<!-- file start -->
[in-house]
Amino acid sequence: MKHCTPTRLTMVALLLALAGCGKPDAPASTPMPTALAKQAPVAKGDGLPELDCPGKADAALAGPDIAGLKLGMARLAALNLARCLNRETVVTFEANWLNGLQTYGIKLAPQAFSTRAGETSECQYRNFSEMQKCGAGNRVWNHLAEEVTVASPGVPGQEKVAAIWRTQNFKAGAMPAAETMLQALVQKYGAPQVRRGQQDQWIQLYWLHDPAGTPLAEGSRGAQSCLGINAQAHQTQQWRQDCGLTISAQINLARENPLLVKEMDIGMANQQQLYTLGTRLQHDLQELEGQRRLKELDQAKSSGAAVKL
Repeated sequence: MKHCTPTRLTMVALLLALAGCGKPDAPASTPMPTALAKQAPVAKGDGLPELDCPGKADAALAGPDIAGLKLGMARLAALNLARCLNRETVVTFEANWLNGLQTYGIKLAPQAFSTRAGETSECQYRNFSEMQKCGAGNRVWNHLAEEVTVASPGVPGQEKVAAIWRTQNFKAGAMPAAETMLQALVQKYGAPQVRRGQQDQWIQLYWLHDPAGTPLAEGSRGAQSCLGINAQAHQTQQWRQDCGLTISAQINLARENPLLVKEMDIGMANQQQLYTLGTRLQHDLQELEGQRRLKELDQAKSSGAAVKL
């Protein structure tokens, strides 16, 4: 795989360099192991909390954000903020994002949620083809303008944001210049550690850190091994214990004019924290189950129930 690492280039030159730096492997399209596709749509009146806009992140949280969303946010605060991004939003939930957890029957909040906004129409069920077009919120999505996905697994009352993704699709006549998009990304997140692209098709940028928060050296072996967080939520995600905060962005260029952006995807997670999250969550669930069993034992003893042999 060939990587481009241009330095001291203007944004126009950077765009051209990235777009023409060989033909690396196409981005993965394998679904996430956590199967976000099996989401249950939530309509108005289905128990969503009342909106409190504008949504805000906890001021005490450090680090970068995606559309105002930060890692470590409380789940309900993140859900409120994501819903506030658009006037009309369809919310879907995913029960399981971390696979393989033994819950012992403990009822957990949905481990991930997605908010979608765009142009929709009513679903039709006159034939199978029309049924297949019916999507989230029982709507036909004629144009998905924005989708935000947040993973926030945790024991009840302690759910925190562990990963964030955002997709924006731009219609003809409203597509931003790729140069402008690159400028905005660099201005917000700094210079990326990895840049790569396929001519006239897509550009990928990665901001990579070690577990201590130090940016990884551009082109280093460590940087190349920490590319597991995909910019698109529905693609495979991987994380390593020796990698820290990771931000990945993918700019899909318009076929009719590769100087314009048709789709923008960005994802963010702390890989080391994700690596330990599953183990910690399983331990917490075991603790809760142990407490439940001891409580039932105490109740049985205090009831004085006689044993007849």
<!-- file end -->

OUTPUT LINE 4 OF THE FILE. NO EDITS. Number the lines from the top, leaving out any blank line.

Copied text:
């Protein structure tokens, strides 16, 4: 795989360099192991909390954000903020994002949620083809303008944001210049550690850190091994214990004019924290189950129930 690492280039030159730096492997399209596709749509009146806009992140949280969303946010605060991004939003939930957890029957909040906004129409069920077009919120999505996905697994009352993704699709006549998009990304997140692209098709940028928060050296072996967080939520995600905060962005260029952006995807997670999250969550669930069993034992003893042999 060939990587481009241009330095001291203007944004126009950077765009051209990235777009023409060989033909690396196409981005993965394998679904996430956590199967976000099996989401249950939530309509108005289905128990969503009342909106409190504008949504805000906890001021005490450090680090970068995606559309105002930060890692470590409380789940309900993140859900409120994501819903506030658009006037009309369809919310879907995913029960399981971390696979393989033994819950012992403990009822957990949905481990991930997605908010979608765009142009929709009513679903039709006159034939199978029309049924297949019916999507989230029982709507036909004629144009998905924005989708935000947040993973926030945790024991009840302690759910925190562990990963964030955002997709924006731009219609003809409203597509931003790729140069402008690159400028905005660099201005917000700094210079990326990895840049790569396929001519006239897509550009990928990665901001990579070690577990201590130090940016990884551009082109280093460590940087190349920490590319597991995909910019698109529905693609495979991987994380390593020796990698820290990771931000990945993918700019899909318009076929009719590769100087314009048709789709923008960005994802963010702390890989080391994700690596330990599953183990910690399983331990917490075991603790809760142990407490439940001891409580039932105490109740049985205090009831004085006689044993007849």